To confirm that the decrease in bioactive NO, as assessed by cGMP levels, in platelets from heart failure subjects gives rise to a functional consequence, we measured serine-239 phosphorylation of VASP in platelet lysates by western blotting, since phosphorylation of this residue is highly dependent on the activity of cGMP-dependent protein kinase. We found that, in platelets from heart failure subjects, serine-239 phospho-VASP was markedly reduced as compared with platelets from control subjects (Figure 1B).

Arginine levels were lower, and ADMA levels higher, in serum from heart failure as compared with control subjects (Table 3), with no difference seen in serum SDMA. Serum arginase activity was not different between the two groups (Table 3).

Table 3

Serum arginine, SDMA and ADMA levels and arginase activity

 Heart failure subjects (n= 16) Controls (n= 23) 
Arginine (µmol/L) 109 ± 7*** 139 ± 6 
SDMA (nmol/L) 590 ± 74 571 ± 25 
ADMA (nmol/l) 556 ± 17* 514 ± 9 
Arginase activity (U/L serum) 2.2 ± 0.5 2.7 ± 0.4 
 Heart failure subjects (n= 16) Controls (n= 23) 
Arginine (µmol/L) 109 ± 7*** 139 ± 6 
SDMA (nmol/L) 590 ± 74 571 ± 25 
ADMA (nmol/l) 556 ± 17* 514 ± 9 
Arginase activity (U/L serum) 2.2 ± 0.5 2.7 ± 0.4 

*,***P < 0.05 and <0.001, respectively vs. controls.

Platelet O2 production and scavenging capacity

Baseline platelet O2 production was increased in subjects with heart failure as compared with healthy controls (Figure 2). In both groups, incubation with collagen increased platelet O2 production and collagen-induced O2 production was greater in heart failure than in control subjects, when measured after 5 min of collagen co-incubation (Figure 2). This was reflected also by total platelet O2 production over 30 min after addition of collagen, as assessed by the area under the curve of luminescence vs. time over this period (97 620 ± 48 900 vs. 1 306 000 ± 674 000 (luminescence units/108 platelets) × min in healthy vs. heart failure subjects, respectively, P< 0.0001).

Figure 2

Basal and stimulated platelet O2 production in heart failure and healthy control subjects. Pholasin-enhanced chemiluminescence was measured in platelets, both at baseline and after stimulation with collagen (0.8 µg/mL); the difference in light signal in the absence and presence of Tiron was taken as an index of O2 production. Data are shown for platelets from heart failure subjects (n= 16; open bars) and healthy controls (n= 19; solid bars). *P < 0.05, **P < 0.01.

Figure 2

Basal and stimulated platelet O2 production in heart failure and healthy control subjects. Pholasin-enhanced chemiluminescence was measured in platelets, both at baseline and after stimulation with collagen (0.8 µg/mL); the difference in light signal in the absence and presence of Tiron was taken as an index of O2 production. Data are shown for platelets from heart failure subjects (n= 16; open bars) and healthy controls (n= 19; solid bars). *P < 0.05, **P < 0.01.

Addition of platelets to Na-tyrode containing HRP and pholasin resulted in a decrease in light signal. This might be expected to occur simply due to the physical presence of platelets, but additionally as a result of O2 scavenging by both enzymatic and non-enzymatic antioxidant systems present in platelets. Although a decrease in signal was found following addition of platelets from either group, the decrease in signal was attenuated with platelets from heart failure subjects as compared with those from healthy subjects (Figure 3). Since the data were normalized for number of platelets, this difference suggests a true difference in O2 scavenging capacity.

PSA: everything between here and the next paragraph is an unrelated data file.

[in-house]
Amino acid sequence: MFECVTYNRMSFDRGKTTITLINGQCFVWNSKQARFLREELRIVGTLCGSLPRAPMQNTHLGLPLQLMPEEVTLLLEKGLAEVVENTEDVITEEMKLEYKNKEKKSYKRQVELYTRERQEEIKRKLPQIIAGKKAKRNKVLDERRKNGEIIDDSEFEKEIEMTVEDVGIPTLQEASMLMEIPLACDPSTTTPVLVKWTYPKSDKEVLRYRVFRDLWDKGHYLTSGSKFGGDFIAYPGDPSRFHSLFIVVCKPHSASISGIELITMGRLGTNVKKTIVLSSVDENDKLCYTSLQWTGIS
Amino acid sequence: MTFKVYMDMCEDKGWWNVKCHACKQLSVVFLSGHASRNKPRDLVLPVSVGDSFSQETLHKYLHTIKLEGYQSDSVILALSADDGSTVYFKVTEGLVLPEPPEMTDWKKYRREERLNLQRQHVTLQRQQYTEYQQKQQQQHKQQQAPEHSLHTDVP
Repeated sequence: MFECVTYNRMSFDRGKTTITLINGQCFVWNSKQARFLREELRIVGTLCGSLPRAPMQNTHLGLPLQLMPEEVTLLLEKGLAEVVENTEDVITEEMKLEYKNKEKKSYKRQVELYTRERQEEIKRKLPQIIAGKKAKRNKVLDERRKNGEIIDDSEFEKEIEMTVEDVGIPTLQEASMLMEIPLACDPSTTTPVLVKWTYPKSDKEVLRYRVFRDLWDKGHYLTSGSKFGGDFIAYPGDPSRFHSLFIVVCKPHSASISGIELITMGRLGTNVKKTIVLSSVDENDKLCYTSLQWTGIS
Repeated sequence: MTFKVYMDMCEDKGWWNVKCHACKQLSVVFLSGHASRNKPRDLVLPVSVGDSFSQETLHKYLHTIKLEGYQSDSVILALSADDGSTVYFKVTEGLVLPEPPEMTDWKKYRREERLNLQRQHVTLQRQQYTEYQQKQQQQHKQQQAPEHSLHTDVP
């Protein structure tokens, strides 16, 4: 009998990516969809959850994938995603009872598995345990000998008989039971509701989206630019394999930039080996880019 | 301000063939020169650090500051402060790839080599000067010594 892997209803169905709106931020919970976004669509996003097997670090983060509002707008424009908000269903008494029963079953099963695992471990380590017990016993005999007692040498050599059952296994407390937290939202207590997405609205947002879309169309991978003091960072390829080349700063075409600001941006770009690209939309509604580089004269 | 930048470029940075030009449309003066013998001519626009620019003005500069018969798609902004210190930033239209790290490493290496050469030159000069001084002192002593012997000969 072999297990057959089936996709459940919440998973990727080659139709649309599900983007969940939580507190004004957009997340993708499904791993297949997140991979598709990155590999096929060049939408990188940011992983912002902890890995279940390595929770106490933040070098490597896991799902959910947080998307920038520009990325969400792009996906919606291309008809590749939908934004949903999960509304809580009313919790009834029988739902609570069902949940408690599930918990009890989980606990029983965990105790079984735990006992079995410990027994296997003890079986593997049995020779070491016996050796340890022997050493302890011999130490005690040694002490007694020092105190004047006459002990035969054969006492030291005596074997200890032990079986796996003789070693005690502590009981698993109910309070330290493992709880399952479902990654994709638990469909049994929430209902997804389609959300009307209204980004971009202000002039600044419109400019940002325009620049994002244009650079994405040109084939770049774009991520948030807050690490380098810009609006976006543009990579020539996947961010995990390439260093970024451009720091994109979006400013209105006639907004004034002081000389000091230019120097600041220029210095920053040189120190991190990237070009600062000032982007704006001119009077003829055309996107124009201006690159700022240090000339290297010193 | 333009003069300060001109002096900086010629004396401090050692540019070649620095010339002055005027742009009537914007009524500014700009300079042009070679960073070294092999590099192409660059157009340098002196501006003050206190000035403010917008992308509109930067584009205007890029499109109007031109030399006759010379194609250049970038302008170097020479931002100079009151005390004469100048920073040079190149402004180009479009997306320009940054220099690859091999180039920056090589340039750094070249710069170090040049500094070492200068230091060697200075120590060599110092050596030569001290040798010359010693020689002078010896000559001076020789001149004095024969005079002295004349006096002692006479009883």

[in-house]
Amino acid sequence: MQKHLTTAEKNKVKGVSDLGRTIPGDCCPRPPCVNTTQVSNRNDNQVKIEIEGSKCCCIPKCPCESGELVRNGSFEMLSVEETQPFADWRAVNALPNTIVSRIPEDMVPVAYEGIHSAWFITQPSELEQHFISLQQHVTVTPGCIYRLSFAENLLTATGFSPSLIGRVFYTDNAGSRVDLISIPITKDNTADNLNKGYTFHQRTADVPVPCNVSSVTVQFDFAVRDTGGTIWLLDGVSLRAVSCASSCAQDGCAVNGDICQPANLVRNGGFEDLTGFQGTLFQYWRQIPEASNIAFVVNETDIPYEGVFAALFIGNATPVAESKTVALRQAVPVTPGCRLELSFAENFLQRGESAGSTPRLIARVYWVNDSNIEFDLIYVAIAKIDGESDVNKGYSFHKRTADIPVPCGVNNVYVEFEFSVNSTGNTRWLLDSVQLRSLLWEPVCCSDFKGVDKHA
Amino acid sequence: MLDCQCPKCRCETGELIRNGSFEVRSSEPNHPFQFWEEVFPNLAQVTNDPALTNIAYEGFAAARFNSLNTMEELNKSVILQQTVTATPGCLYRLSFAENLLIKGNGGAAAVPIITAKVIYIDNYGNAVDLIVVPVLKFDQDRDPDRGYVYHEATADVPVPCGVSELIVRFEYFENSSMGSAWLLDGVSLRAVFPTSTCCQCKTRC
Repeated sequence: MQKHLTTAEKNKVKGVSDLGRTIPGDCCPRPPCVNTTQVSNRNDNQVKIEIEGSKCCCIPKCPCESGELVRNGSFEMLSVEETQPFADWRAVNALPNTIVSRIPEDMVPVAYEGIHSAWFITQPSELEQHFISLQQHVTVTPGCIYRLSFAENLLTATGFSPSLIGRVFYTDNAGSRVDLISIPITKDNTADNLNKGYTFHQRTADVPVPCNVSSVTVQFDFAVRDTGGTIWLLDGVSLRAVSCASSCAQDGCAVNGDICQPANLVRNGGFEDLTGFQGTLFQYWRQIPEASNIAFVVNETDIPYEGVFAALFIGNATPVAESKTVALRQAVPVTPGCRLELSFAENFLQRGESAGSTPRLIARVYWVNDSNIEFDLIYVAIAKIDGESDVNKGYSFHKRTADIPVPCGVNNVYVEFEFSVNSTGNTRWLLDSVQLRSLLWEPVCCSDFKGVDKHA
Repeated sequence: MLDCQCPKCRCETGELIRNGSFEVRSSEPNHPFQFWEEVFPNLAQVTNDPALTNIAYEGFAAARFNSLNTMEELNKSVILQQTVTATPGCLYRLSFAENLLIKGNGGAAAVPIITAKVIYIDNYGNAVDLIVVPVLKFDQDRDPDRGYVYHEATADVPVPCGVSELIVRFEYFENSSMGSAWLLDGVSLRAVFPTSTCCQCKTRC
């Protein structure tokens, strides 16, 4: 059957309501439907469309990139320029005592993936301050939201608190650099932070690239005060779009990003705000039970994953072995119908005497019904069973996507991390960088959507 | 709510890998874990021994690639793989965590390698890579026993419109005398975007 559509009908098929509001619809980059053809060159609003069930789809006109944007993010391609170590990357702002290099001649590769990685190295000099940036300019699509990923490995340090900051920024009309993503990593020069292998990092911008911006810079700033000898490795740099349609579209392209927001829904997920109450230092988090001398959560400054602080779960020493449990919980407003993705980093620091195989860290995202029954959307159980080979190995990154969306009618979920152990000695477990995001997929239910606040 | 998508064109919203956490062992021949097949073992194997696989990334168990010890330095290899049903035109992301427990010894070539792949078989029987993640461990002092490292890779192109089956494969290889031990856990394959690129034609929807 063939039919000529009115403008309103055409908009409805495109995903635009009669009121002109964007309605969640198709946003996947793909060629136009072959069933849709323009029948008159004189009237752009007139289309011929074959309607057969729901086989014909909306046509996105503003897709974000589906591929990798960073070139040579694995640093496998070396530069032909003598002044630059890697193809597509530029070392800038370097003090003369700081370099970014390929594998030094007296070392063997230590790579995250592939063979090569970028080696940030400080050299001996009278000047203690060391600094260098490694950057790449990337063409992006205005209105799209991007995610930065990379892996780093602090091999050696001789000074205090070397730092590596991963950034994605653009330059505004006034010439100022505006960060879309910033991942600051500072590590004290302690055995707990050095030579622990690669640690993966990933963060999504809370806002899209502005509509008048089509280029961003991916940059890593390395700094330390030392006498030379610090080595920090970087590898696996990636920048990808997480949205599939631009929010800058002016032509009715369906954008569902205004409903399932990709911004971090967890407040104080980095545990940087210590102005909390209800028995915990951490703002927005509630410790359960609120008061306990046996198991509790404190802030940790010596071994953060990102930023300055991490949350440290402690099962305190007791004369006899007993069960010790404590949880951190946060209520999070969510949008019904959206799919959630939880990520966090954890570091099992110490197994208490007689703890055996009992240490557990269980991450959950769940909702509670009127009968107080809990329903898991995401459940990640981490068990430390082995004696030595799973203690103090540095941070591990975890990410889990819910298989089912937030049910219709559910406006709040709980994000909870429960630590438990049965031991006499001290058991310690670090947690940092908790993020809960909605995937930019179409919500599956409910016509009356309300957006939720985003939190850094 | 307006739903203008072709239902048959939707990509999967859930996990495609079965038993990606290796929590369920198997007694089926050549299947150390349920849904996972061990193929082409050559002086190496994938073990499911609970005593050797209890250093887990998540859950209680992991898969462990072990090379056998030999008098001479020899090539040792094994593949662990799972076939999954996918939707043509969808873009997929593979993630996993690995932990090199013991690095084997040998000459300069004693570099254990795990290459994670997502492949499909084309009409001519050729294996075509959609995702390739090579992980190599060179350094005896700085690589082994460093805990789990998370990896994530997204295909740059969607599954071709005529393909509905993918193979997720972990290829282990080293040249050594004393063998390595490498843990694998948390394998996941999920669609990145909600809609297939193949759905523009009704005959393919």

Figure 3

O2 scavenging capacity of platelets from heart failure and healthy control subjects. Pholasin-enhanced chemiluminescence was measured and the percent decrease in light signal following addition of platelets (normalized for platelet count) was taken as an index of platelet O2 scavenging capacity. Data are shown for platelets from heart failure subjects (n= 16; open bar) and healthy controls (n= 19; solid bar). ***P < 0.0005 vs. controls.

Figure 3

O2 scavenging capacity of platelets from heart failure and healthy control subjects. Pholasin-enhanced chemiluminescence was measured and the percent decrease in light signal following addition of platelets (normalized for platelet count) was taken as an index of platelet O2 scavenging capacity. Data are shown for platelets from heart failure subjects (n= 16; open bar) and healthy controls (n= 19; solid bar). ***P < 0.0005 vs. controls.

Discussion

In the present study, we examined l-arginine/NO signalling in platelets from subjects with heart failure. Platelet-derived NO inhibits several aspects of platelet function, including their aggregation31 and recruitment following aggregation.32 In a mouse model deficient in platelet-derived NO, bleeding time is reduced, underlining its importance in modulation of platelet function and thrombus formation.33 Therefore, deficient platelet NO production in heart failure may contribute to the increased thrombotic tendency seen in this condition.

Elevated MPV has previously been found to be a marker of platelet activation.34 We found that MPV was higher in heart failure subjects, consistent with platelet activation in these subjects. This is supported by the concomitant elevation of vWF:Ag and more specifically of β-thromboglobulin in this group. We also found that HbA1c was higher in subjects with heart failure, which may indicate underlying impaired glucose tolerance or insulin resistance (even though diabetic subjects were specifically excluded from this study). β-blocker therapy is now routine in the modern management of patients with heart failure, but their long-term use is associated with increased incidence of diabetes.35